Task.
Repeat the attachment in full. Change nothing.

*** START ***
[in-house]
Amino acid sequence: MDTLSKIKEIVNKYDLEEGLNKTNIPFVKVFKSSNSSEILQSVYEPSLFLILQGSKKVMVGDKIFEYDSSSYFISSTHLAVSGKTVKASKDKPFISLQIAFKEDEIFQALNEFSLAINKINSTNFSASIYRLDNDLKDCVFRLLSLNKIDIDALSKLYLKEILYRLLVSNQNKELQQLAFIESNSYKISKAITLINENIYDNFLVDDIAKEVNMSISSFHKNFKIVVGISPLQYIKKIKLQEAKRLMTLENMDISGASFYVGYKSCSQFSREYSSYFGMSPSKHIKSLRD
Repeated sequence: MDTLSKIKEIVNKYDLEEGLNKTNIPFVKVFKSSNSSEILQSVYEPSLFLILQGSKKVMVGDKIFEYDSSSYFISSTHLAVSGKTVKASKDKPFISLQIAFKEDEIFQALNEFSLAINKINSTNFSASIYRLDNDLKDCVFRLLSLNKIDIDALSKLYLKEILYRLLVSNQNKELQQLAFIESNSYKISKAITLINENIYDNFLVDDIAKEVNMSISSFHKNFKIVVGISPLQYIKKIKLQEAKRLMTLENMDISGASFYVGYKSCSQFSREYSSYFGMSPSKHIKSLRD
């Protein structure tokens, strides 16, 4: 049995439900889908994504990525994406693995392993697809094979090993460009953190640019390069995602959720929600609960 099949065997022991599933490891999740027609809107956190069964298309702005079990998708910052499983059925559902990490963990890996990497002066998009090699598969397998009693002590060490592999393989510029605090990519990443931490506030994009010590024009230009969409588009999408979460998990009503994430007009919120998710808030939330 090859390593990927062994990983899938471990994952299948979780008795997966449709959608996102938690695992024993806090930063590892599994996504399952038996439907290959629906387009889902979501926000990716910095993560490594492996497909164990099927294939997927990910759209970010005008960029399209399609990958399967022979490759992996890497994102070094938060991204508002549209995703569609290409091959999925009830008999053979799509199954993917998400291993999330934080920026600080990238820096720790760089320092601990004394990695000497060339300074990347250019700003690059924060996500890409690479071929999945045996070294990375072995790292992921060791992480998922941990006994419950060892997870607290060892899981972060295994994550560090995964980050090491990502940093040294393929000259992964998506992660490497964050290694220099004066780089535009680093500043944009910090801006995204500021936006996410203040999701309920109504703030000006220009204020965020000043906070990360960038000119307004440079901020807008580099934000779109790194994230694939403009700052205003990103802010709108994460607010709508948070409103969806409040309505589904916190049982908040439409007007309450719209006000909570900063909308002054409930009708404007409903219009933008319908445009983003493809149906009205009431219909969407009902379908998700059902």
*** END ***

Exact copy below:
[in-house]
Amino acid sequence: MDTLSKIKEIVNKYDLEEGLNKTNIPFVKVFKSSNSSEILQSVYEPSLFLILQGSKKVMVGDKIFEYDSSSYFISSTHLAVSGKTVKASKDKPFISLQIAFKEDEIFQALNEFSLAINKINSTNFSASIYRLDNDLKDCVFRLLSLNKIDIDALSKLYLKEILYRLLVSNQNKELQQLAFIESNSYKISKAITLINENIYDNFLVDDIAKEVNMSISSFHKNFKIVVGISPLQYIKKIKLQEAKRLMTLENMDISGASFYVGYKSCSQFSREYSSYFGMSPSKHIKSLRD
Repeated sequence: MDTLSKIKEIVNKYDLEEGLNKTNIPFVKVFKSSNSSEILQSVYEPSLFLILQGSKKVMVGDKIFEYDSSSYFISSTHLAVSGKTVKASKDKPFISLQIAFKEDEIFQALNEFSLAINKINSTNFSASIYRLDNDLKDCVFRLLSLNKIDIDALSKLYLKEILYRLLVSNQNKELQQLAFIESNSYKISKAITLINENIYDNFLVDDIAKEVNMSISSFHKNFKIVVGISPLQYIKKIKLQEAKRLMTLENMDISGASFYVGYKSCSQFSREYSSYFGMSPSKHIKSLRD
């Protein structure tokens, strides 16, 4: 049995439900889908994504990525994406693995392993697809094979090993460009953190640019390069995602959720929600609960 099949065997022991599933490891999740027609809107956190069964298309702005079990998708910052499983059925559902990490963990890996990497002066998009090699598969397998009693002590060490592999393989510029605090990519990443931490506030994009010590024009230009969409588009999408979460998990009503994430007009919120998710808030939330 090859390593990927062994990983899938471990994952299948979780008795997966449709959608996102938690695992024993806090930063590892599994996504399952038996439907290959629906387009889902979501926000990716910095993560490594492996497909164990099927294939997927990910759209970010005008960029399209399609990958399967022979490759992996890497994102070094938060991204508002549209995703569609290409091959999925009830008999053979799509199954993917998400291993999330934080920026600080990238820096720790760089320092601990004394990695000497060339300074990347250019700003690059924060996500890409690479071929999945045996070294990375072995790292992921060791992480998922941990006994419950060892997870607290060892899981972060295994994550560090995964980050090491990502940093040294393929000259992964998506992660490497964050290694220099004066780089535009680093500043944009910090801006995204500021936006996410203040999701309920109504703030000006220009204020965020000043906070990360960038000119307004440079901020807008580099934000779109790194994230694939403009700052205003990103802010709108994460607010709508948070409103969806409040309505589904916190049982908040439409007007309450719209006000909570900063909308002054409930009708404007409903219009933008319908445009983003493809149906009205009431219909969407009902379908998700059902």